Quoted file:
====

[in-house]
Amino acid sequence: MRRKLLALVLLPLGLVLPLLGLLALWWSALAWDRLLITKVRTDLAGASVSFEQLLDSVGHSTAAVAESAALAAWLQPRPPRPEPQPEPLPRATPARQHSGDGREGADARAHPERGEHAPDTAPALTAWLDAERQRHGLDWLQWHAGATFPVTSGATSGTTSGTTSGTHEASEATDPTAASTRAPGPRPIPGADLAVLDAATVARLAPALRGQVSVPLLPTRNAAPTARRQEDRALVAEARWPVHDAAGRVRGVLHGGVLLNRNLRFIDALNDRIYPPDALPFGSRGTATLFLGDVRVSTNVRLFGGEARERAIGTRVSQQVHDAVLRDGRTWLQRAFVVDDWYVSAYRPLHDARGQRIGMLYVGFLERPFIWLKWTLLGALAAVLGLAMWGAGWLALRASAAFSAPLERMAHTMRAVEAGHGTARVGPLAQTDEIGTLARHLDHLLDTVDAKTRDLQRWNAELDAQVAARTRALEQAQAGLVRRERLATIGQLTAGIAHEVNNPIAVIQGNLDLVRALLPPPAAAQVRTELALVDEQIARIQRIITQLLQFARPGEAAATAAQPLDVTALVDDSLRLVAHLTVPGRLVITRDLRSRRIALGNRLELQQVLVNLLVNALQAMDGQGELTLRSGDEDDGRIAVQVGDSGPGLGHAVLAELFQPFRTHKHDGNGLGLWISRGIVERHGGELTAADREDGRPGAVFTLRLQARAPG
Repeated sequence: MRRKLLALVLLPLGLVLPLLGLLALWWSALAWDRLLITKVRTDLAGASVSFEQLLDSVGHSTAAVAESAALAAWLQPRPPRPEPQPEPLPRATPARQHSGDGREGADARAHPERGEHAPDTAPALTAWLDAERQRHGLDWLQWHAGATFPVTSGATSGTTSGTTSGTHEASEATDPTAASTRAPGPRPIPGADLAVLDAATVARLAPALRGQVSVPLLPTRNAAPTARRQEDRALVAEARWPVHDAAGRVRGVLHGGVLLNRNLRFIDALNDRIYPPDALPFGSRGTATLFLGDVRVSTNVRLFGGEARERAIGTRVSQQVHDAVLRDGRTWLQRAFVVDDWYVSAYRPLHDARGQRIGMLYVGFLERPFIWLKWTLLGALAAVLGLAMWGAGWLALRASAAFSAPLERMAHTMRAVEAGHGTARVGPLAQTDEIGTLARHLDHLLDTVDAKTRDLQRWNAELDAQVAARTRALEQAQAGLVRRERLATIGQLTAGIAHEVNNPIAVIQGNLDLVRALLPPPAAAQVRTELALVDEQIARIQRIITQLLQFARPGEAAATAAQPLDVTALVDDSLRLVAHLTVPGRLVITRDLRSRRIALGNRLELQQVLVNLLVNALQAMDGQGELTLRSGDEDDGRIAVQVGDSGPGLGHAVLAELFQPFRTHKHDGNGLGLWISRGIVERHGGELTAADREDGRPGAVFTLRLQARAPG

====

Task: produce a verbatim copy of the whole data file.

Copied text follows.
[in-house]
Amino acid sequence: MRRKLLALVLLPLGLVLPLLGLLALWWSALAWDRLLITKVRTDLAGASVSFEQLLDSVGHSTAAVAESAALAAWLQPRPPRPEPQPEPLPRATPARQHSGDGREGADARAHPERGEHAPDTAPALTAWLDAERQRHGLDWLQWHAGATFPVTSGATSGTTSGTTSGTHEASEATDPTAASTRAPGPRPIPGADLAVLDAATVARLAPALRGQVSVPLLPTRNAAPTARRQEDRALVAEARWPVHDAAGRVRGVLHGGVLLNRNLRFIDALNDRIYPPDALPFGSRGTATLFLGDVRVSTNVRLFGGEARERAIGTRVSQQVHDAVLRDGRTWLQRAFVVDDWYVSAYRPLHDARGQRIGMLYVGFLERPFIWLKWTLLGALAAVLGLAMWGAGWLALRASAAFSAPLERMAHTMRAVEAGHGTARVGPLAQTDEIGTLARHLDHLLDTVDAKTRDLQRWNAELDAQVAARTRALEQAQAGLVRRERLATIGQLTAGIAHEVNNPIAVIQGNLDLVRALLPPPAAAQVRTELALVDEQIARIQRIITQLLQFARPGEAAATAAQPLDVTALVDDSLRLVAHLTVPGRLVITRDLRSRRIALGNRLELQQVLVNLLVNALQAMDGQGELTLRSGDEDDGRIAVQVGDSGPGLGHAVLAELFQPFRTHKHDGNGLGLWISRGIVERHGGELTAADREDGRPGAVFTLRLQARAPG
Repeated sequence: MRRKLLALVLLPLGLVLPLLGLLALWWSALAWDRLLITKVRTDLAGASVSFEQLLDSVGHSTAAVAESAALAAWLQPRPPRPEPQPEPLPRATPARQHSGDGREGADARAHPERGEHAPDTAPALTAWLDAERQRHGLDWLQWHAGATFPVTSGATSGTTSGTTSGTHEASEATDPTAASTRAPGPRPIPGADLAVLDAATVARLAPALRGQVSVPLLPTRNAAPTARRQEDRALVAEARWPVHDAAGRVRGVLHGGVLLNRNLRFIDALNDRIYPPDALPFGSRGTATLFLGDVRVSTNVRLFGGEARERAIGTRVSQQVHDAVLRDGRTWLQRAFVVDDWYVSAYRPLHDARGQRIGMLYVGFLERPFIWLKWTLLGALAAVLGLAMWGAGWLALRASAAFSAPLERMAHTMRAVEAGHGTARVGPLAQTDEIGTLARHLDHLLDTVDAKTRDLQRWNAELDAQVAARTRALEQAQAGLVRRERLATIGQLTAGIAHEVNNPIAVIQGNLDLVRALLPPPAAAQVRTELALVDEQIARIQRIITQLLQFARPGEAAATAAQPLDVTALVDDSLRLVAHLTVPGRLVITRDLRSRRIALGNRLELQQVLVNLLVNALQAMDGQGELTLRSGDEDDGRIAVQVGDSGPGLGHAVLAELFQPFRTHKHDGNGLGLWISRGIVERHGGELTAADREDGRPGAVFTLRLQARAPG